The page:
A Unit Trust is a trust in which trust assets are divided into a number of defined shares called "units". The beneficiaries subscribe for units and become entitled to trust assets in proportion to the number of units held (although noting, for CGT purposes, it is the unit itself that is the CGT asset not interest that the unitholder has in the underlying property in the unit trust). In a fixed unit trust, there is only one unit class that can be issued on establishment.
The unit trust structure is commonly used for business ventures between multiple unrelated parties.
Generally, parties to a unit trust are as follows:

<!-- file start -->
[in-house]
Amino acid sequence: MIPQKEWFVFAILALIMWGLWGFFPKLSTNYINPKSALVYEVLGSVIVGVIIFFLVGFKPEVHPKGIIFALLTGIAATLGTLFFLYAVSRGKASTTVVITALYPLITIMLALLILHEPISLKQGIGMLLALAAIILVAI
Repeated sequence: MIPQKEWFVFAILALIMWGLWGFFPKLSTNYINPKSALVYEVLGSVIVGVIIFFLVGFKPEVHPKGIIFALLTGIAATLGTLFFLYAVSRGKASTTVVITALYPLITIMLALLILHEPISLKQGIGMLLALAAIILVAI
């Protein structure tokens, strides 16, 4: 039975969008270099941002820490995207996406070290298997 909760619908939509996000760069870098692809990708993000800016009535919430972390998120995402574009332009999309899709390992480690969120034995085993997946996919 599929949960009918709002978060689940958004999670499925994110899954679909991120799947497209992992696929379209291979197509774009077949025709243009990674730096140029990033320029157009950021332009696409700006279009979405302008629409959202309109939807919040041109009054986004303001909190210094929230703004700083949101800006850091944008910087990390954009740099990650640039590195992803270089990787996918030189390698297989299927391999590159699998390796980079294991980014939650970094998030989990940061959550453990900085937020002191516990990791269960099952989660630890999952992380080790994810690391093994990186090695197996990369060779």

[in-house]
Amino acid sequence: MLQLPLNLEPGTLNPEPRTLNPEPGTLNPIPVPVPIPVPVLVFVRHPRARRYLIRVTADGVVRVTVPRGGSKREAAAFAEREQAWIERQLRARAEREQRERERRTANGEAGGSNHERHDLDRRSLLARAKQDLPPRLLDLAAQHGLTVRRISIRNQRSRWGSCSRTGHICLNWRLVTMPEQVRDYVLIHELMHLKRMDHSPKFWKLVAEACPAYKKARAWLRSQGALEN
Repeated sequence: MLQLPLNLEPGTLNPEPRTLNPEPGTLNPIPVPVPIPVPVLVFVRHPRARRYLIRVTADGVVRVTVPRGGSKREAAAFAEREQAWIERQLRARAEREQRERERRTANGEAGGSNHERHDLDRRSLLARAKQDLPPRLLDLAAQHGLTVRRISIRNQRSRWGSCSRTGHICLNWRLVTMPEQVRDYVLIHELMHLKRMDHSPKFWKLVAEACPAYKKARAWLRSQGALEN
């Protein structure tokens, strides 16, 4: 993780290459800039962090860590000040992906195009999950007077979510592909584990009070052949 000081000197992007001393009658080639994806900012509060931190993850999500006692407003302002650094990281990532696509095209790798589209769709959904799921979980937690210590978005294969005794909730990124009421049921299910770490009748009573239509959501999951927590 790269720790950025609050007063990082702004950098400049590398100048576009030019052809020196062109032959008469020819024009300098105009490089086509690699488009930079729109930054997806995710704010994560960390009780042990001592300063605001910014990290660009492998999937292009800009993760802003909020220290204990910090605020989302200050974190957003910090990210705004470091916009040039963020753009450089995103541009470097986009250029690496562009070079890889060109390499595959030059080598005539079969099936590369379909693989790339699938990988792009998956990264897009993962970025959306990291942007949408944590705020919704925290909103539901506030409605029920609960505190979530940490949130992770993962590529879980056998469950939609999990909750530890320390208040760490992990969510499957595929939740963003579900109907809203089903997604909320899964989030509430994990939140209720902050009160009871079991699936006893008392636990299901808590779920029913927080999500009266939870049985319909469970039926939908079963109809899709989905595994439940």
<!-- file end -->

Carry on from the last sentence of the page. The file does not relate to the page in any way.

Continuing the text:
It is common practice for a "shelf company" to be set up specifically as the trustee of the trust. Unitholders appoint the Trustee, and the Trust Deed contains the Trustee’s powers. The Trustee legally owns the trust and may be held personally liable for debts incurred in their capacity as a trustee. Unitholders beneficially own the trust via the acquisition of units in the trust.
Beneficiary i.e. unitholders
As mentioned above, unitholders have fixed rights to the trust’s income and capital.
The Trust Deed outlines the Unit Trust’s purpose, the rights and obligations of the trustee and unitholders also identifies the parties involved. It outlines the relevant process involved when a unitholder, for example, wants to sell their units.
Note: If you are not 100% comfortable in setting up a trust or you do not plan to engage your own solicitor then we recommend you add on legal review to your order.
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